Freakling, by Lana Krumwiede

Freakling, by Lana Krumwiede (Candlewick, middle grade, October 2012)

Psi powers are something that twelve-year old Taemon takes for granted--everyone in his city can move and manipulate the physical world with their minds--until the day he looses his powers.   His parents hope this affliction is only temporary, and do their best to help him pretend to be normal in a world where no one does anything with their hands that they can do with their minds....because if his secret were discovered, it would mean exile. 

Though the charade is successful for a while, at last Taemon's secret comes out, and he must leave his family for the uncertain fate of the powerless colony outside the city.   And it's actually not so bad.  The powerless are kind and welcoming, and the community is less caught up in rigid protocol and heirophantic social strictures than the city (which has a belief system that Taemon's older brother, the power-hungry bad guy of the story, is determined to take advantage of).   But before Taemon can become truly part of the normal colony, he finds that it has secrets of its own...valuable knowledge that must be kept from the psi users, or else their rather morally suspect society would  become dangerously powerful.

When Taemon is unwittingly responsible for leaking one of these secrets, he must return to his city to try to repair the damage...but the city he's going back to is a much scarier, more dystopian place, than the one he left...

Plot-wise, this is fine reading--the story moves briskly, the conflict is very real, and younger readers may well empathize with the young protagonist's conflicts between family, society, and being true to himself.   Those readers will probably find the whole concept of lives dependent on mental powers fascinating, and, in as much as Taemon enjoys the mechanics of things, it has appeal for kids who like tinkering with devices themselves.  On the abstract side of things, Krumwiede raises interesting philosophical points concerning such things as the responsibilities of power, and on the quotidian side, she makes sure that her portrayal of both ways of life, psi and normal, are detailed and thorough.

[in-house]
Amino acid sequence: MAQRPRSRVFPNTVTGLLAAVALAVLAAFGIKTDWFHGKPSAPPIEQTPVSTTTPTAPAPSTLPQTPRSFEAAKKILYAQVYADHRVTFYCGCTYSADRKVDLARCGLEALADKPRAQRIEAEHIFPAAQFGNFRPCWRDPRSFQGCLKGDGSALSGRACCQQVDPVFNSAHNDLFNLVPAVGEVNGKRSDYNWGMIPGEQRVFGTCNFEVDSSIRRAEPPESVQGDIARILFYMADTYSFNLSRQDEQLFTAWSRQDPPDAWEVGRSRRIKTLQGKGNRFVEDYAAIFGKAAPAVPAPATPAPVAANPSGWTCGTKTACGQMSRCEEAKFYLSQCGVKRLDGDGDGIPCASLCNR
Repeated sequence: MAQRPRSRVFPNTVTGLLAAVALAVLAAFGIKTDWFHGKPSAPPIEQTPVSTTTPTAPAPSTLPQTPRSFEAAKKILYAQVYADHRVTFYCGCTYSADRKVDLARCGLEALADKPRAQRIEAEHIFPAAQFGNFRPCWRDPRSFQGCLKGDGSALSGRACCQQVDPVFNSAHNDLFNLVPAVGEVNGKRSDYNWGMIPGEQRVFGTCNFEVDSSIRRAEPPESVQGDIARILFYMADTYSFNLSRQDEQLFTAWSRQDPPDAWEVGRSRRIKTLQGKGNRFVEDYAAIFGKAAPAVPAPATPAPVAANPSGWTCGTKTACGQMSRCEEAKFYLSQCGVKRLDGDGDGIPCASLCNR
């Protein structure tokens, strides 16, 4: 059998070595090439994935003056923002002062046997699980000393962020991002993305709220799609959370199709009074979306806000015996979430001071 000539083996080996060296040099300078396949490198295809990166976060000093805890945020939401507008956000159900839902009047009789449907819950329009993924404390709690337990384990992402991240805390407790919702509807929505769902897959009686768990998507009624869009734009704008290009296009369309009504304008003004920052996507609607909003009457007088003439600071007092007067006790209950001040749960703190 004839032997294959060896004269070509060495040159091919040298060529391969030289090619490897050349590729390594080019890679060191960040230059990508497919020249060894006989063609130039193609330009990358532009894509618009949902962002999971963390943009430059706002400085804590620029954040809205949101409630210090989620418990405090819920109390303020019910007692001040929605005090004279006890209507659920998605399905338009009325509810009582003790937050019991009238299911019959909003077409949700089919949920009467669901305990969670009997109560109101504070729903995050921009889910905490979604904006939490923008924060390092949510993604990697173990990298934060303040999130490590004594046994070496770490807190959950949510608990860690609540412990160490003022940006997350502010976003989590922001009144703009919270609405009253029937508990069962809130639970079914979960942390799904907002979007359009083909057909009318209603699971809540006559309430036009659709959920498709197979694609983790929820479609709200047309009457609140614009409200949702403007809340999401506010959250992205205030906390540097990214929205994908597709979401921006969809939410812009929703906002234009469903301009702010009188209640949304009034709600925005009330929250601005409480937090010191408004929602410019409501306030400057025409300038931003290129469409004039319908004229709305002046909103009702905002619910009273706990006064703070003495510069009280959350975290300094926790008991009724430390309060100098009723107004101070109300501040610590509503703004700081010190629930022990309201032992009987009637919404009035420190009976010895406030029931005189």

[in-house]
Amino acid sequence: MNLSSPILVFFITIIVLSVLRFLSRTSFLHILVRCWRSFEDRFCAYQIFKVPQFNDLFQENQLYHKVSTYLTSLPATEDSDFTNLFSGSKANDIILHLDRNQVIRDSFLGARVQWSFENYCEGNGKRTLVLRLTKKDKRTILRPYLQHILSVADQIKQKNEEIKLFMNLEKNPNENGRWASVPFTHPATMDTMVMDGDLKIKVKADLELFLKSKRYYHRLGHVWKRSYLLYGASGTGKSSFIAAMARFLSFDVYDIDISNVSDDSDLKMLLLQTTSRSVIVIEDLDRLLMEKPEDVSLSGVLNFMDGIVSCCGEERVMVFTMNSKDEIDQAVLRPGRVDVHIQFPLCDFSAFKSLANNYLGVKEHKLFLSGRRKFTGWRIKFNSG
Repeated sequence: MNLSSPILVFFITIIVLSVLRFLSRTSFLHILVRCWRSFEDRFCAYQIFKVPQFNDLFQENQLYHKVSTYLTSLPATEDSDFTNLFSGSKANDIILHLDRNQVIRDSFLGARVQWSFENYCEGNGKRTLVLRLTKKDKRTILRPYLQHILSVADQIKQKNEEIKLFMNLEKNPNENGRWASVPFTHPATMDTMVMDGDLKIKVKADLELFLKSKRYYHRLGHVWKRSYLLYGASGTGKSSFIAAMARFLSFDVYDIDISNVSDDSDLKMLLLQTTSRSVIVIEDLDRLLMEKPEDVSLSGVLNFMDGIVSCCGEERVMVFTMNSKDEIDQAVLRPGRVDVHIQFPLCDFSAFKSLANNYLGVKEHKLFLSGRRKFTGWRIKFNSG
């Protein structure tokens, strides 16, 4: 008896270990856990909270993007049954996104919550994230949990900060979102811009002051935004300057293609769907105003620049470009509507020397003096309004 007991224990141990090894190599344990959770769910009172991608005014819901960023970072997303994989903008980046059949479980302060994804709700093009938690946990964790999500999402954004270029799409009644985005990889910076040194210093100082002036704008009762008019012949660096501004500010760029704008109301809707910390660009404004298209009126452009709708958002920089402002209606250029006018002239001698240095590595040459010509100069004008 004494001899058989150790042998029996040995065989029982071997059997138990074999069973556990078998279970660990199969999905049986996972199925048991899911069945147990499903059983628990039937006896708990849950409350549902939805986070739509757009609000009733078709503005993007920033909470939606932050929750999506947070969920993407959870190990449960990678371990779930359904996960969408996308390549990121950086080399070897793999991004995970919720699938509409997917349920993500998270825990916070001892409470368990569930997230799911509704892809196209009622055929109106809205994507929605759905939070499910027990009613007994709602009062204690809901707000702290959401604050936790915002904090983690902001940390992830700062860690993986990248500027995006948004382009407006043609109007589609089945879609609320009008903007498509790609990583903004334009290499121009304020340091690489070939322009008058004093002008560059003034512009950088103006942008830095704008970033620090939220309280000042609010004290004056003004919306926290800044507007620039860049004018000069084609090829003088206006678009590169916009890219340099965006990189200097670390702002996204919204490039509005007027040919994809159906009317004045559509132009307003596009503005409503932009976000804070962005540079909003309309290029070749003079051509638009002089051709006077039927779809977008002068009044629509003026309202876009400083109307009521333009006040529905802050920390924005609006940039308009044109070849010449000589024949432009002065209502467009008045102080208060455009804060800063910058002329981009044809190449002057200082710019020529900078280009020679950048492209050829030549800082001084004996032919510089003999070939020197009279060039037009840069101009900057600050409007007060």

Perhaps too much so for older readers (at least for me)--though I was very intrigued by the premise, I felt that the world- and plot-building elements of the book were underlined a tad too much, and there was something of a flatness to the narration.   I never was able to feel any particular emotional connection to Taemon.  So it wasn't  a book that I personally embraced, but I think that it has much more appeal for its target audience!

Freakling works just fine as a stand-alone, but its sequel, Archon, comes out in October.

Other reviews at Semicolon, The Diary of a Bookworm, January Magazine, and My Precious.

Viz labeling:  mental powers sometimes feel like fantasy to me, sometimes like sci-fi--I'm going with sci-fi on this one, because it seems real world possible (if you allow for the possibility of psi!)

Viz the cover--isn't it utterly gorgeous?  I think it's my favorite mg sff cover of the year.

Disclaimer:  review copy received from the publisher for Cybils review purposes.

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